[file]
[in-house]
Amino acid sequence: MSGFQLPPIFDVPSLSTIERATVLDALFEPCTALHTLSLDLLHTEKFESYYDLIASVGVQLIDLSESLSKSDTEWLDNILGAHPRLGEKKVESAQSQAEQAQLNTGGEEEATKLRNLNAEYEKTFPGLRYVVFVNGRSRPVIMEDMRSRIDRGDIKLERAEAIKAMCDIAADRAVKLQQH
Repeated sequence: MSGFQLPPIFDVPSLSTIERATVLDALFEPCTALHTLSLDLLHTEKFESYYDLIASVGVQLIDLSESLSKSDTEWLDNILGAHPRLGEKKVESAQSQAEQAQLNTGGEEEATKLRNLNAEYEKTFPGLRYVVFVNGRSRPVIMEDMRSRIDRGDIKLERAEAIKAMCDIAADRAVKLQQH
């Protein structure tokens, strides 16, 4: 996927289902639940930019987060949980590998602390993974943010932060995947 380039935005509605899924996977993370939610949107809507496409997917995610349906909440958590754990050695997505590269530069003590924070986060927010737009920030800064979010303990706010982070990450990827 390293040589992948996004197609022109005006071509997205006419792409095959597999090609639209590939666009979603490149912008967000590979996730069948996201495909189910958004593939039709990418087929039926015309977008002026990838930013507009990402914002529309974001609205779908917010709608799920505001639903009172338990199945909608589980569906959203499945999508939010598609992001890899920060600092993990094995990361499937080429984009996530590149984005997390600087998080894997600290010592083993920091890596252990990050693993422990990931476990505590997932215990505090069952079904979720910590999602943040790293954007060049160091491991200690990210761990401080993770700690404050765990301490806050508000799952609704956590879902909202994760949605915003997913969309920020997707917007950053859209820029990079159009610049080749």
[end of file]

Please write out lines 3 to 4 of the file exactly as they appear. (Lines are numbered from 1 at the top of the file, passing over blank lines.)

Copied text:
Repeated sequence: MSGFQLPPIFDVPSLSTIERATVLDALFEPCTALHTLSLDLLHTEKFESYYDLIASVGVQLIDLSESLSKSDTEWLDNILGAHPRLGEKKVESAQSQAEQAQLNTGGEEEATKLRNLNAEYEKTFPGLRYVVFVNGRSRPVIMEDMRSRIDRGDIKLERAEAIKAMCDIAADRAVKLQQH
């Protein structure tokens, strides 16, 4: 996927289902639940930019987060949980590998602390993974943010932060995947 380039935005509605899924996977993370939610949107809507496409997917995610349906909440958590754990050695997505590269530069003590924070986060927010737009920030800064979010303990706010982070990450990827 390293040589992948996004197609022109005006071509997205006419792409095959597999090609639209590939666009979603490149912008967000590979996730069948996201495909189910958004593939039709990418087929039926015309977008002026990838930013507009990402914002529309974001609205779908917010709608799920505001639903009172338990199945909608589980569906959203499945999508939010598609992001890899920060600092993990094995990361499937080429984009996530590149984005997390600087998080894997600290010592083993920091890596252990990050693993422990990931476990505590997932215990505090069952079904979720910590999602943040790293954007060049160091491991200690990210761990401080993770700690404050765990301490806050508000799952609704956590879902909202994760949605915003997913969309920020997707917007950053859209820029990079159009610049080749």